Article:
|Institution:||University of Oklahoma|
|Keywords:||Education, Philosophy of.; Education, Social Sciences.; Gender Studies.; Women's Studies.; Religion, Philosophy of.|
|Full text PDF:||http://hdl.handle.net/11244/17220|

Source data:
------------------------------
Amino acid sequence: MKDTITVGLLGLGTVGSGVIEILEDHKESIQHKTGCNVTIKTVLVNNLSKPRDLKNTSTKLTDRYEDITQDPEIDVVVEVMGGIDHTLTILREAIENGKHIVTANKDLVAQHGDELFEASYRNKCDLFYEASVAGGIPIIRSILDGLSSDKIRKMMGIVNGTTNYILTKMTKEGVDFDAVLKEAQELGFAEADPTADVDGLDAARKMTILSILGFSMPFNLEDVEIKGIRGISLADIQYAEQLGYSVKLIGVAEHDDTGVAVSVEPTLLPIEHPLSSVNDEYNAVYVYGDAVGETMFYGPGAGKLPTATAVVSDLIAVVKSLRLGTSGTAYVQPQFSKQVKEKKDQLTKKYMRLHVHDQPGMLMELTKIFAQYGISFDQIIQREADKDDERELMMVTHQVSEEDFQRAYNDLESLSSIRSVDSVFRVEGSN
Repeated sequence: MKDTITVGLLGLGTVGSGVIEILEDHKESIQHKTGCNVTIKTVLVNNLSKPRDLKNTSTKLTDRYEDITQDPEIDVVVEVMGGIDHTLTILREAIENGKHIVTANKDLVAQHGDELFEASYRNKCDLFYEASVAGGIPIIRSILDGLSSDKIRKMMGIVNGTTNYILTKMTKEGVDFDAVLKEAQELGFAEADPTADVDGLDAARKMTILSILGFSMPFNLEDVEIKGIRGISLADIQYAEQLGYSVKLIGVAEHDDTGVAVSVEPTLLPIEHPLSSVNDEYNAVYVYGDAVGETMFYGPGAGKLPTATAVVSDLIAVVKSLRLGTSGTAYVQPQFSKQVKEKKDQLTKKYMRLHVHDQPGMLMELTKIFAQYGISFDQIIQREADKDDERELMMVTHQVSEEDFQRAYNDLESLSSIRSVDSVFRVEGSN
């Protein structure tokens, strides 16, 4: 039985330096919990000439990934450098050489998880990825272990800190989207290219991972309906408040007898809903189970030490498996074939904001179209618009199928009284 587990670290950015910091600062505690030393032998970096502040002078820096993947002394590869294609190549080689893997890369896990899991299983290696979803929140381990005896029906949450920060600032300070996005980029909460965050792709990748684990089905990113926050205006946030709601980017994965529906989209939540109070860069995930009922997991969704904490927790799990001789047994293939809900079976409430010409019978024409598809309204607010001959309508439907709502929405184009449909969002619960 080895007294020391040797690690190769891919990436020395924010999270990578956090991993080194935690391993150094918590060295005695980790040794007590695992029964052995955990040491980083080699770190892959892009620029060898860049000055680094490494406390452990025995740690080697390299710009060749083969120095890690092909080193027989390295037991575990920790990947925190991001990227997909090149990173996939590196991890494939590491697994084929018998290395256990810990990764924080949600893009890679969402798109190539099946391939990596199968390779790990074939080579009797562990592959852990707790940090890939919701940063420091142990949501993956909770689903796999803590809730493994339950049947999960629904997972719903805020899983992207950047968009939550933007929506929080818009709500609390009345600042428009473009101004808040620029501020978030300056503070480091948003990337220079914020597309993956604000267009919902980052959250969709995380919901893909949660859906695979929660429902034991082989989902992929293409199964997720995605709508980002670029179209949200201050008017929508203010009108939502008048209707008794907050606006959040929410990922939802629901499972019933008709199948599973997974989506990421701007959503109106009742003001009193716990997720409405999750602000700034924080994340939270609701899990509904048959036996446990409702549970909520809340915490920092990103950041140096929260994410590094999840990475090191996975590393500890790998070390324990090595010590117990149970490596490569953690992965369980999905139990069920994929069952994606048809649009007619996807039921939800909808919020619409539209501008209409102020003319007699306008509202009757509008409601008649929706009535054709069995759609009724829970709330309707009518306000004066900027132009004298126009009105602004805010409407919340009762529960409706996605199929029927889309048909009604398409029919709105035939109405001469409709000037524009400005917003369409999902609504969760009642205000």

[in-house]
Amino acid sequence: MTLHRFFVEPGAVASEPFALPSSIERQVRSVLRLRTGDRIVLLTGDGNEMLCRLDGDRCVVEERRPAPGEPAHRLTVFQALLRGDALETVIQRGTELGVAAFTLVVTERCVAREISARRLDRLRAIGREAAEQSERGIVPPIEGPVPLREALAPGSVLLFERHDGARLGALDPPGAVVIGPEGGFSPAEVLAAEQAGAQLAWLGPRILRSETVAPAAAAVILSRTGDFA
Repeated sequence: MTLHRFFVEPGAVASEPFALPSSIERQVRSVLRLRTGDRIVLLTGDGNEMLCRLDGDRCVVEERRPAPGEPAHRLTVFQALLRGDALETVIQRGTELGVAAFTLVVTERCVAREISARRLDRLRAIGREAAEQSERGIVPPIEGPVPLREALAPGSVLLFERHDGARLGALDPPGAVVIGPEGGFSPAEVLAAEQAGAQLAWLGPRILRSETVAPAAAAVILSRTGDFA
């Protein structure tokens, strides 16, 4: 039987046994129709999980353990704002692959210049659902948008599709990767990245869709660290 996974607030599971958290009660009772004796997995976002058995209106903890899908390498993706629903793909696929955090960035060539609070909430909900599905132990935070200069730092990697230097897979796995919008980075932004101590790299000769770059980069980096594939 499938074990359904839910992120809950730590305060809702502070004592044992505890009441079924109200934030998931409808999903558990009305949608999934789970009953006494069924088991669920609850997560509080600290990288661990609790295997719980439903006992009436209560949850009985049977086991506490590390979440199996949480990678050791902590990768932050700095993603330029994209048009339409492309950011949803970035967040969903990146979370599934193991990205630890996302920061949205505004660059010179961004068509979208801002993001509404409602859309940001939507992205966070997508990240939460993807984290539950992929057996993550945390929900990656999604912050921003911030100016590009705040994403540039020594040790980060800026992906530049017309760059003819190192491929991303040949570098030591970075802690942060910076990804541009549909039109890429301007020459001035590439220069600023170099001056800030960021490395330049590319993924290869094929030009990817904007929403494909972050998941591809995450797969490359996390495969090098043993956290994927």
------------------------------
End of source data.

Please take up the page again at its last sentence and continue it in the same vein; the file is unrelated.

Religion is one of the most influential agents of moral education in both private and public domains, and its educational values and practices vary profoundly from one tradition to another. With that recognition, this empirical-conceptual and “gender-sensitive” (Martin, 1981) qualitative inquiry into the “dark side of Christianity” (Harris and Milam, 1994) utilizes narratives from fourteen oral life histories alongside other textual and cultural data to formulate an original pedagogical theory for religious miseducation. I have named this theory Carceral Christianization (henceforth CC) and have bestowed the identity of Carceralites on its adherents. As an excessively dogmatic and sometimes abusive religious approach to rearing and educating children, CC, however well meaning, metaphorically (Scheffler, 1960) imprisons (Foucault, 1975; Frye, 1983) adherents’ coming of age and what I call coming of conscience. As such, it qualifies as “cultural miseducation” and poses a complex ethical “educational problem of generations” (Martin, 2002) with regard to religious education. The goal of this study is to help people recognize and understand some of the painful and problematic effects of growing up in CC, not only for individuals but also for communities. Given that Christianity is the predominant religious tradition in the U.S. and is influential in many public spheres (Pew Forum, 2014), and in light of recent growing worldwide apprehension over religious extremism (Pew Research Center, 2014), the topic represents a central concern for educational inquiry. Advisors/Committee Members: Laird, Susan (advisor), Irvine, Jill (committee member), Boyd, Tom (committee member), Covaleskie, John (committee member), Smith, Joan (committee member), Townsend, Lucy (committee member).